Inadmissibility on health grounds
and “excessive medical demand”
by Michael Scott
The recent decision of Immigration, Refugees and Citizenship Canada (IRCC) to invite additional applicants from the Parent/Grandparent (PGP) online database has raised many questions, especially related to sponsor’s income for 2018, 2019 and 2020, along with admissibility questions about the older applicants.
Did you know that health issues affect PGP applications in ways different from other family class sponsorships? First, applicants can be declared inadmissible on health grounds. The section of the Act that deals with medical inadmissibility is “health grounds” or s.38 (1): “A foreign national is inadmissible on health grounds if their heath condition (a) is likely to be a danger to public health; (b) is likely to be a danger to public safety; or might reasonably be expected to cause excessive demand on health of social services.”
Inadmissibility on health grounds cover (a) being a danger to the public health refers to applicants who have an infectious disease such as tuberculosis or have been in close contact with someone who has an infectious disease. IRCC must determine how the disease could affect people who are living in Canada, or (b) being a danger to public safety, which would cover someone who could be a risk of suddenly becoming incapacitated physically or mentally. It would also cover someone who has unpredictable violent behaviour. Finally, IRCC may consider applicants inadmissible if their health condition would cause (c) an “excessive demand on health or social services.”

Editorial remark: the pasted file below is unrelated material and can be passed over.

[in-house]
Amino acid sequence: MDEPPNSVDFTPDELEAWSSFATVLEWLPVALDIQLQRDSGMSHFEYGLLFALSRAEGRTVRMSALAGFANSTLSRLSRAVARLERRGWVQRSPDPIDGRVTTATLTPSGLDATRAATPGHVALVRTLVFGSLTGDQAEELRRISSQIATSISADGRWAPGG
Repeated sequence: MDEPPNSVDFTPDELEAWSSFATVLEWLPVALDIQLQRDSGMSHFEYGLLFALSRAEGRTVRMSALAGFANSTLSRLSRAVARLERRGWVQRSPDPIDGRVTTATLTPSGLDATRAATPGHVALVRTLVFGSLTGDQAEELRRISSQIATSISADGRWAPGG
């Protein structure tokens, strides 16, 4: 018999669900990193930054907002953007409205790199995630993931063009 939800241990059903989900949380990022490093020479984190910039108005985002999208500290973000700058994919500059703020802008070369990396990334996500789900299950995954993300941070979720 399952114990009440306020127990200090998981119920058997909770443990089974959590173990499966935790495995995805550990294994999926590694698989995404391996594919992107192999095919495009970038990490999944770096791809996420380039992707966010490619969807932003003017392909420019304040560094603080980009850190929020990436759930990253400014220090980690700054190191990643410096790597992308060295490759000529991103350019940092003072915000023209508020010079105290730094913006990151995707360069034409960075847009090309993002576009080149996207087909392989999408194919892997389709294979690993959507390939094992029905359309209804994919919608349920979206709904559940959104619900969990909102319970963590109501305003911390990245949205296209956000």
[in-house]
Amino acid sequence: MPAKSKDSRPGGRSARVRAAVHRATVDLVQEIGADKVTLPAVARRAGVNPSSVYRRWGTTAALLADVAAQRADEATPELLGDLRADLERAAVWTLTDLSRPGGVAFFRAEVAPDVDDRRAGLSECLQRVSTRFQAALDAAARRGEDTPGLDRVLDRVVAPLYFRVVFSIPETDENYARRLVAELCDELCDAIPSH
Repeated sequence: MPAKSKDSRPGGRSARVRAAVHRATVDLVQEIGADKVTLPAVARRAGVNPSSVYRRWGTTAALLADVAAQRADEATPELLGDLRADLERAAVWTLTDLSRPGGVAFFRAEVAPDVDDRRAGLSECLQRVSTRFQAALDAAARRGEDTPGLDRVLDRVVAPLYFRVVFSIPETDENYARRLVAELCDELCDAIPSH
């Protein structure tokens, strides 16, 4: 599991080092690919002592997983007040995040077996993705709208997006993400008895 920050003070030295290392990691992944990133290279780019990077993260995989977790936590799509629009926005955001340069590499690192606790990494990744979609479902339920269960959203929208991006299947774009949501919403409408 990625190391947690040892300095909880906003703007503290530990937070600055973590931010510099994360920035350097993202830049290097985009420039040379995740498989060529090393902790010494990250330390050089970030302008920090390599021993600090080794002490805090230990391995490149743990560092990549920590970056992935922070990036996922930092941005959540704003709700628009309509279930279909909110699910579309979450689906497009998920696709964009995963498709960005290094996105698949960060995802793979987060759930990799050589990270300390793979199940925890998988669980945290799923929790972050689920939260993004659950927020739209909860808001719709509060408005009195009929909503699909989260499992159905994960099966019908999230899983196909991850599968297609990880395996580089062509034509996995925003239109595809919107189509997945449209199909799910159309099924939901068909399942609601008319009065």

There are no exemptions from IRPA s.38 (1) (a) and (b) but only for (c). The exemption is set forth in the following section, IRPA s.38(2), which specifies that “paragraph (1)(c) does not apply in the case of a foreign national who (a) has been determined to be a member of the family class and to be the spouse, common-law partner or child of a sponsor within the meaning of the regulations; (b) has applied for a permanent resident visa as a Convention refugee or a person in similar circumstances; (c) is a protected person.” There are other family class applicants, especially parents and grandparents who are not excluded. Your sponsored mother and father or grandmother or grandfather can be refused on health grounds for “excessive medical demand.” The likelihood of this occurring amongst PGP’s normally increases with age.
In terms of excessive costs for PGP, it would cover wait times in Canada or if the services needed to treat their heath condition might exceed the excessive demand threshold. IRCC updates the cost threshold every year based on the latest Canadian average. It amounts to about three times the average cost for health and social services. In 2021, that sum came to roughly $21,796 per year. If the estimated cost is less than that amount the costs for the applicant’s care would not be deemed excessive.
If the PGP applicants are receiving medical care in the home country, they could anticipate being challenged in the form of a warning letter or procedural fairness letter. IRCC has a responsibility to give applicants and their sponsors a reasonable chance to respond to questions they may have about the applicant’s health and possible excessive demand on the health and social services in Canada. You would be given 60 days to respond by coming up with a mitigation plan such as surgery, change of medication or services and a different assessment from a specialist who has been treating the same applicant over time. The dollar figure quoted above was a big improvement (over the three times rule) in terms of giving a realistic figure for ones that were too low. It is important to anticipate potential challenges, and consulting your own physician goes a long way to identify treatment options. Excessive medical demand sounds threatening but it can be confronted and even overcome by changes in the health of the applicant and treatment.
Michael Scott is a Regulated Canadian Immigration Consultant (RCIC, R525678) who has 30 years of experience with Immigration Canada and the Manitoba Provincial Nominee Program. He currently works as a licensed consultant with Immigration Connexion International Ltd. Contact him at 204-691-1166 or 204-227-0292. E-mail: firstname.lastname@example.org.